I know what some of you are thinking. “Indoor recess? Sweet. No need to get on coats, boots, hats, gloves. No kids whinning because they are too cold. No need to stand on the playground and freeze while listening to the whinning about being too cold.” Well, all of that is great compared to 3 days in a row of indoor recess. The scientific term for indoor recess is “Cabin Fever”.

I, however, have found the cure. Disney and Pixar Movies. I know, shocking, isn’t it? But here’s the thing, my students were all born after movies like Lilo and Stitch, Monsters, Inc; Toy Story (1 & 2), Beauty and the Beast, and The Lion King came out.

A month ago I brought in Lilo and Stitch and they had never heard of it. They were fascinated. This week, we watched Monsters, Inc. And they loved it. They sat perfectly still. They jumped when a monster acted scary. They covered their eyes when the monsters were on the “scare floor”. They laughed at the jokes. And they practically held their breath during the big chase scene at the end. When it was over, several kids asked if we could watch it again tomorrow because it was the “best movie ever.”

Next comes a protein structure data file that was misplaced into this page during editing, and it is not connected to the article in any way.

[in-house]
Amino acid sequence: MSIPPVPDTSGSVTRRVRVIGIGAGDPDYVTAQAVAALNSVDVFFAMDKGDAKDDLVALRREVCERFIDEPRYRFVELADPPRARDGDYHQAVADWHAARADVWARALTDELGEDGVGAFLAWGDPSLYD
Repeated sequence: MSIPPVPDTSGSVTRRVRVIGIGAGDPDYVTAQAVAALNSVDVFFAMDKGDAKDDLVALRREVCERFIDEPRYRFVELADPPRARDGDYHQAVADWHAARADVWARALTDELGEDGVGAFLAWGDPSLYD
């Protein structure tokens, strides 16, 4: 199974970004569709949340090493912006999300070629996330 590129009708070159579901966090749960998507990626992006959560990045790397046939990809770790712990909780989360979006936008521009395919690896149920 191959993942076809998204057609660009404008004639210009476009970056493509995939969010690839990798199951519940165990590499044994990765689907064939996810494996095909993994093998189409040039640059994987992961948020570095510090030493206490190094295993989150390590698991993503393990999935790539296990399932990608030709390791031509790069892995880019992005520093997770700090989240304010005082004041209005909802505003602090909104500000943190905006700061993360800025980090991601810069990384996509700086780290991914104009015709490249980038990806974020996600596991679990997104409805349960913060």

I think I’m going to introduce them to Fraggle Rock next. Or maybe The Sound of Music. Although, there’s a lot of kissing in the Sound of Music and in kindergarten we really don’t like the kissing parts. Hmmm….is the Princess Bride appropriate to show? They would LOVE that movie.

NaBloPoMo Post #19: The Minnesota Children’s Museum in 10 simple steps.


November 18th, 2009

The kindergarten went to the Minnesota Children’s Museum today. Best. Field Trip. Ever.

Step 1. Take 30 children and add a mix of 9 parents and teachers.